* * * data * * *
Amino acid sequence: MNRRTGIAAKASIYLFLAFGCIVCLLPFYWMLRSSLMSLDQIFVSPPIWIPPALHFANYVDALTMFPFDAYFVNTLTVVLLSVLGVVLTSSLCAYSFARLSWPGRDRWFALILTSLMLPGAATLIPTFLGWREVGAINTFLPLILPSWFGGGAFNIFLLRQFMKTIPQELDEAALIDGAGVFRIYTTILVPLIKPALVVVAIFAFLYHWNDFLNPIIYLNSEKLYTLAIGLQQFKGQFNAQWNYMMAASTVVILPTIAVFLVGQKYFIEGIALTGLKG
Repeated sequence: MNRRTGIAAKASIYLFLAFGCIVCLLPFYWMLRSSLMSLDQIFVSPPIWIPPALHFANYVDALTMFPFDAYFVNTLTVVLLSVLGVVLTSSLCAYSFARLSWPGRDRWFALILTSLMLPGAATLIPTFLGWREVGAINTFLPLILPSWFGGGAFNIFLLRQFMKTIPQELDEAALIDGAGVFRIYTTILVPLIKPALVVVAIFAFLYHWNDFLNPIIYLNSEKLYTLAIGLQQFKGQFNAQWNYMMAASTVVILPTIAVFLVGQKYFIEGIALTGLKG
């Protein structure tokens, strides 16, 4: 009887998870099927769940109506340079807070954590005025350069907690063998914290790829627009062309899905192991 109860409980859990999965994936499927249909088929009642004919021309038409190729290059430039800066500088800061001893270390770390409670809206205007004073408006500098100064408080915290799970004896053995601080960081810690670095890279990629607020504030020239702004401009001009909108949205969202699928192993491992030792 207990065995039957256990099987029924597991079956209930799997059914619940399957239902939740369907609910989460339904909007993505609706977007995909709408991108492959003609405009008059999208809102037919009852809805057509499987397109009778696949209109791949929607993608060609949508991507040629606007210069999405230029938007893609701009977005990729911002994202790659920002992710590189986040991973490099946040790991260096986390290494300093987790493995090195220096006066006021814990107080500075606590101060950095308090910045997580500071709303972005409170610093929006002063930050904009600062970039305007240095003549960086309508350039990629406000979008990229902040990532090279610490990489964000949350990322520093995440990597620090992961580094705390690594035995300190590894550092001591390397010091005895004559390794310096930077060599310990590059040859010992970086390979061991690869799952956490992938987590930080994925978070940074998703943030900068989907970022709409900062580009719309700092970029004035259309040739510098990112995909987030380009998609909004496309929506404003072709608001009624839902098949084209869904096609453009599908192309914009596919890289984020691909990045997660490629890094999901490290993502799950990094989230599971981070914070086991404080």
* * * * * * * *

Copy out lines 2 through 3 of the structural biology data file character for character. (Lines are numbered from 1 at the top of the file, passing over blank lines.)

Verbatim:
Repeated sequence: MNRRTGIAAKASIYLFLAFGCIVCLLPFYWMLRSSLMSLDQIFVSPPIWIPPALHFANYVDALTMFPFDAYFVNTLTVVLLSVLGVVLTSSLCAYSFARLSWPGRDRWFALILTSLMLPGAATLIPTFLGWREVGAINTFLPLILPSWFGGGAFNIFLLRQFMKTIPQELDEAALIDGAGVFRIYTTILVPLIKPALVVVAIFAFLYHWNDFLNPIIYLNSEKLYTLAIGLQQFKGQFNAQWNYMMAASTVVILPTIAVFLVGQKYFIEGIALTGLKG
């Protein structure tokens, strides 16, 4: 009887998870099927769940109506340079807070954590005025350069907690063998914290790829627009062309899905192991 109860409980859990999965994936499927249909088929009642004919021309038409190729290059430039800066500088800061001893270390770390409670809206205007004073408006500098100064408080915290799970004896053995601080960081810690670095890279990629607020504030020239702004401009001009909108949205969202699928192993491992030792 207990065995039957256990099987029924597991079956209930799997059914619940399957239902939740369907609910989460339904909007993505609706977007995909709408991108492959003609405009008059999208809102037919009852809805057509499987397109009778696949209109791949929607993608060609949508991507040629606007210069999405230029938007893609701009977005990729911002994202790659920002992710590189986040991973490099946040790991260096986390290494300093987790493995090195220096006066006021814990107080500075606590101060950095308090910045997580500071709303972005409170610093929006002063930050904009600062970039305007240095003549960086309508350039990629406000979008990229902040990532090279610490990489964000949350990322520093995440990597620090992961580094705390690594035995300190590894550092001591390397010091005895004559390794310096930077060599310990590059040859010992970086390979061991690869799952956490992938987590930080994925978070940074998703943030900068989907970022709409900062580009719309700092970029004035259309040739510098990112995909987030380009998609909004496309929506404003072709608001009624839902098949084209869904096609453009599908192309914009596919890289984020691909990045997660490629890094999901490290993502799950990094989230599971981070914070086991404080």